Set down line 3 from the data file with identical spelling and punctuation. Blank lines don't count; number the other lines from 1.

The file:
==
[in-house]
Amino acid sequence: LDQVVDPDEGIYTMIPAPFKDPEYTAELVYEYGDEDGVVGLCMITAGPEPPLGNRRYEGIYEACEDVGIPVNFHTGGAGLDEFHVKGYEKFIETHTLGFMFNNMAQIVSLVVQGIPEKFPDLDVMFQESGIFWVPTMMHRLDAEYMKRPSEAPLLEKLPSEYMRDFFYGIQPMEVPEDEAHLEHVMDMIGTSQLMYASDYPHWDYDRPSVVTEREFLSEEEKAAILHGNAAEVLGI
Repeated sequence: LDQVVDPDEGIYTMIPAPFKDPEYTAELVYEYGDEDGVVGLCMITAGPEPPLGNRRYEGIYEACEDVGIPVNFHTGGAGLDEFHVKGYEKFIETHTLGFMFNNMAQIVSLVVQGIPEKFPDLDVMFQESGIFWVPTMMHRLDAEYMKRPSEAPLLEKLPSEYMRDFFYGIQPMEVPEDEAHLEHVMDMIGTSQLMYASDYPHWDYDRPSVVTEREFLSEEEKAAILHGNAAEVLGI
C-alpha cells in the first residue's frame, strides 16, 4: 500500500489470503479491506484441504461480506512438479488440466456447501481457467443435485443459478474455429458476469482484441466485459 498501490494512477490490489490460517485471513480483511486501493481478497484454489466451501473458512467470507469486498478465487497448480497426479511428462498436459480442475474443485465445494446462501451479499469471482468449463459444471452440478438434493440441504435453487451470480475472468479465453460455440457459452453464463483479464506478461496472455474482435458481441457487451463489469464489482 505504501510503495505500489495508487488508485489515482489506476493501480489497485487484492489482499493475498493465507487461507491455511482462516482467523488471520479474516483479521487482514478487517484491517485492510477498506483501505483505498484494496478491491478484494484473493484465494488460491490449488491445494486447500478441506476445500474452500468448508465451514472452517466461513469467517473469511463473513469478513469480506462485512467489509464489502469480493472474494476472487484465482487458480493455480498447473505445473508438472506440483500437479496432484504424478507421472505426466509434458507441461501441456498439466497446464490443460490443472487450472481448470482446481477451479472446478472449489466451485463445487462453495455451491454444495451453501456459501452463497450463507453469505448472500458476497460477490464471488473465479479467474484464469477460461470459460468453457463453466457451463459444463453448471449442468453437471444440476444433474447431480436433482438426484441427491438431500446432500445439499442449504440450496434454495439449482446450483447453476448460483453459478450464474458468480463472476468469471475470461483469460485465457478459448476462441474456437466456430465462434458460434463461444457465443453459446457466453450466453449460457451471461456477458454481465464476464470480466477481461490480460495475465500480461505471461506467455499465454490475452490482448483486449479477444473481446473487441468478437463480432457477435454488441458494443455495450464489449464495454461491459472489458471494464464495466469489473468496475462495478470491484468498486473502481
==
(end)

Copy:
Repeated sequence: LDQVVDPDEGIYTMIPAPFKDPEYTAELVYEYGDEDGVVGLCMITAGPEPPLGNRRYEGIYEACEDVGIPVNFHTGGAGLDEFHVKGYEKFIETHTLGFMFNNMAQIVSLVVQGIPEKFPDLDVMFQESGIFWVPTMMHRLDAEYMKRPSEAPLLEKLPSEYMRDFFYGIQPMEVPEDEAHLEHVMDMIGTSQLMYASDYPHWDYDRPSVVTEREFLSEEEKAAILHGNAAEVLGI